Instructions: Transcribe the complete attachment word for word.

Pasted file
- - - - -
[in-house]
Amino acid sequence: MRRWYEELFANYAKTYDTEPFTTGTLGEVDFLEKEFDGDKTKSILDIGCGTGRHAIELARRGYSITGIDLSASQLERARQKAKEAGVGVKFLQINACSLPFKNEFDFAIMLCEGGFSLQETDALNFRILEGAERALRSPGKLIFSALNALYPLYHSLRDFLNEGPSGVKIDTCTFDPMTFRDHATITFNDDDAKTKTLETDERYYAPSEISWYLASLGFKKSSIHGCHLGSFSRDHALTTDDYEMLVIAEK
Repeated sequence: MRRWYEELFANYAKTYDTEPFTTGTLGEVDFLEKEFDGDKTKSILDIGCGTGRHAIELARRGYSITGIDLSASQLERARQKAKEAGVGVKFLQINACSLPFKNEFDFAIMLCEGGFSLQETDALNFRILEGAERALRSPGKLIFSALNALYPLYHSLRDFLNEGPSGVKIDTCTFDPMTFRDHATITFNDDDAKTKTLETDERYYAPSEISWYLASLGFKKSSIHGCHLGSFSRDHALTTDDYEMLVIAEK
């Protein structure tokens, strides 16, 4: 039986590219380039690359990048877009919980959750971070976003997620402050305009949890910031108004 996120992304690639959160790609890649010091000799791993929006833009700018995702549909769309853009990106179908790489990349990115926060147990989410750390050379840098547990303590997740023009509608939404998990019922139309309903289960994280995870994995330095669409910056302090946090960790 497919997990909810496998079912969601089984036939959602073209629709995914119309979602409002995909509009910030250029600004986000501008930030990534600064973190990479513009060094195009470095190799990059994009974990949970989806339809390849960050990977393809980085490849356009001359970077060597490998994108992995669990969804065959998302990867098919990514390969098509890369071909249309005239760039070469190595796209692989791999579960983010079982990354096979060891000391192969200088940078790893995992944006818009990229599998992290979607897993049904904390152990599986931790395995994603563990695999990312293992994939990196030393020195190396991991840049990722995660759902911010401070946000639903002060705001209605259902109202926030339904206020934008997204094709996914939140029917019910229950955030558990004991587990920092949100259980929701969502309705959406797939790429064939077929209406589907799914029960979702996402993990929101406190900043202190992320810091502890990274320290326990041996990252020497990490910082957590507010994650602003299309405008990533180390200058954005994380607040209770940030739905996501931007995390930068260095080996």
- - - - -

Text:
[in-house]
Amino acid sequence: MRRWYEELFANYAKTYDTEPFTTGTLGEVDFLEKEFDGDKTKSILDIGCGTGRHAIELARRGYSITGIDLSASQLERARQKAKEAGVGVKFLQINACSLPFKNEFDFAIMLCEGGFSLQETDALNFRILEGAERALRSPGKLIFSALNALYPLYHSLRDFLNEGPSGVKIDTCTFDPMTFRDHATITFNDDDAKTKTLETDERYYAPSEISWYLASLGFKKSSIHGCHLGSFSRDHALTTDDYEMLVIAEK
Repeated sequence: MRRWYEELFANYAKTYDTEPFTTGTLGEVDFLEKEFDGDKTKSILDIGCGTGRHAIELARRGYSITGIDLSASQLERARQKAKEAGVGVKFLQINACSLPFKNEFDFAIMLCEGGFSLQETDALNFRILEGAERALRSPGKLIFSALNALYPLYHSLRDFLNEGPSGVKIDTCTFDPMTFRDHATITFNDDDAKTKTLETDERYYAPSEISWYLASLGFKKSSIHGCHLGSFSRDHALTTDDYEMLVIAEK
């Protein structure tokens, strides 16, 4: 039986590219380039690359990048877009919980959750971070976003997620402050305009949890910031108004 996120992304690639959160790609890649010091000799791993929006833009700018995702549909769309853009990106179908790489990349990115926060147990989410750390050379840098547990303590997740023009509608939404998990019922139309309903289960994280995870994995330095669409910056302090946090960790 497919997990909810496998079912969601089984036939959602073209629709995914119309979602409002995909509009910030250029600004986000501008930030990534600064973190990479513009060094195009470095190799990059994009974990949970989806339809390849960050990977393809980085490849356009001359970077060597490998994108992995669990969804065959998302990867098919990514390969098509890369071909249309005239760039070469190595796209692989791999579960983010079982990354096979060891000391192969200088940078790893995992944006818009990229599998992290979607897993049904904390152990599986931790395995994603563990695999990312293992994939990196030393020195190396991991840049990722995660759902911010401070946000639903002060705001209605259902109202926030339904206020934008997204094709996914939140029917019910229950955030558990004991587990920092949100259980929701969502309705959406797939790429064939077929209406589907799914029960979702996402993990929101406190900043202190992320810091502890990274320290326990041996990252020497990490910082957590507010994650602003299309405008990533180390200058954005994380607040209770940030739905996501931007995390930068260095080996």